What is skin - three smart layers


The skin is our largest organ and maybe one of the most complicated. Its surface area of two square meters is our first line of defense - it covers us, helps regulate the body temperature and provides protection against the sun, bacteria, and harmful substances. The skin plays an active and important role in the immune system to protect the body from diseases. The human skin is divided into three main layers: the epidermis (the outermost layer), the dermis (the layer directly beneath the epidermis) and the hypodermis (the innermost layer). Each layer is made up of further functional layers which together form an elastic mass of epidermal, dermal and hypodermal cells, immune cells, blood vessels, sebaceous glands, and sweat glands. These cells work together with the trillions of good bacteria and fungi that inhabit the skin and together they determine the skin’s health status. It’s time to rediscover our skin.

Skin layers

The epidermis is the part of the skin that we can see and touch, the part we typically refer to when we talk about our skin. Generally, it’s only 0.05-0.1 millimeters thick, though slightly thicker on our soles and palms. The epidermis is covered by an emulsion of water and fats known as the hydrolipidic film which is composed of natural humectants such as salts and glycerin together with a unique mixture of cholesterol, ceramides, free fatty acids from sebum, triglycerides and squalene. The hydrolipidic film keeps the skin pliant and acts as a protective barrier against harmful bacteria, fungi and other substances we do not want to penetrate the skin. There is a large number of good bacteria that inhabit the epidermis, which secrete acids (such as lactic acid) to fight off the bad bacteria.

Have you ever heard that our skin renews itself every twenty-eight days? There’s a lot of truth in that statement, but the change is gradual: the skin forms new cells and eliminates those that have already done their job. The two main types of cells in the epidermis are keratinocytes and melanocytes. Keratinocytes, which are in the majority, are responsible for regenerating the epidermis. They are embedded in the unique hydrolipidic film that holds the cells of the epidermis together and protects them from dehydration. The skin’s regeneration results from the keratinocytes moving to the outer surface of the skin, the stratum corneum, where they lose their cell nuclei and die. The skin gradually sloughs off the dead cells; several kilos of dead skin is replaced every year.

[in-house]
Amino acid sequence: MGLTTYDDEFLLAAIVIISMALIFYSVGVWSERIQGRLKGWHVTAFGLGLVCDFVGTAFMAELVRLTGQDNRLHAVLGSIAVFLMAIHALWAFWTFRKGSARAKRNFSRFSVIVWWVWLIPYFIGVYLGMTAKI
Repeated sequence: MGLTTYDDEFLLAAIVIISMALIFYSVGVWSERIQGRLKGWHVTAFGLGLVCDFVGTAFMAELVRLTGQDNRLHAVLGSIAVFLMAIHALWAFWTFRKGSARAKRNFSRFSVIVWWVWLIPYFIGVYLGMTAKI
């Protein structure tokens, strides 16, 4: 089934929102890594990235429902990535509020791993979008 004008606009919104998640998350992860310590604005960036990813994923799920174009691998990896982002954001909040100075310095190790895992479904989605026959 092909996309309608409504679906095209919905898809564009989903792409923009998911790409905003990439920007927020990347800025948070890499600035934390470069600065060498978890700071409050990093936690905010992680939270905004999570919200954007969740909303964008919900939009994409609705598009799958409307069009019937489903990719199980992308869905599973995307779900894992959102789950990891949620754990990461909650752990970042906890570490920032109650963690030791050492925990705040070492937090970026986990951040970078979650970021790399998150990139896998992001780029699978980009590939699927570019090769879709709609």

Melanocytes are pigment cells that produce the color in our skin. They are far less numerous than keratinocytes, with about one melanocyte to every forty keratinocytes. Melanocytes are located in the deepest layer of the epidermis (the basal layer) and have just one function – to secrete pigment. They’re equipped with arms known as dendrites, which channel the pigment they produce into the surrounding keratinocytes to create an even skin tone.

Below the epidermis lies the next layer – the dermis. In contrast to the thin epidermis, the dermis is up to ten millimeters thick and is at its thickest on our backs. The dermis has a range of specific functions - it maintains skin stability, controls our body temperature, supplies the epidermis with oxygen and nutrients, conducts signals from the touch cells (Merkel cells) to the brain, and plays a significant role in the immune system. This layer is made up of two proteins you may know, collagen and elastin which provide elasticity and are considered to be the key to healthy and youthful-looking skin.

Around the collagen and elastin lies another well-known substance, hyaluronic acid which has a unique ability to bind water and therefore has a filling function. Both collagen and hyaluronic acid are well-known ingredients in anti-aging products since they, in theory, provide resilient and plump skin. However, it’s not possible to just lubricate the face with a cream containing these substances since the molecules are far too large to penetrate the skin.

The deepest layer of the skin is called hypodermis and is often referred to as subcutaneous fat. The hypodermis contains a large number of vital blood vessels, nerves, lymph vessels, and it’s also the layer that insulates and protects us against cold. The thickness of this layer varies greatly between different parts of the body and between individuals, some people simply have more subcutaneous fat naturally than others. The hypodermis covering the lower part of the stomach is often up to three centimeters thick, yet there’s hardly any in the face, particularly the eyelids. A lot of research is being done to see whether fat production in the face can be boosted as an antidote to loose, sagging skin.

In contrast, there are other areas where people are keener to reduce the thickness of the hypodermis, namely the part of hypodermis that is home to cellulite. Eighty-five percent of all women have cellulite, which is far more common in women than in men. Estrogen is thought to be a strong contributory factor to this and moreover, men’s thicker skin conceals any cellulite they may have. The structure of hypodermic tissue also differs in men and women. Men’s hypodermic tissue displays a horizontal crosslinked pattern which squeezes fat together, whereas the connective tissue in women’s skin has a honeycomb pattern, making cellulite more visible. It might seem unjust, but the cellulite are there for a good reason – if a woman gets pregnant, her body needs to be able to form a reserve layer of fat and in order to do so, the skin structure women have is needed.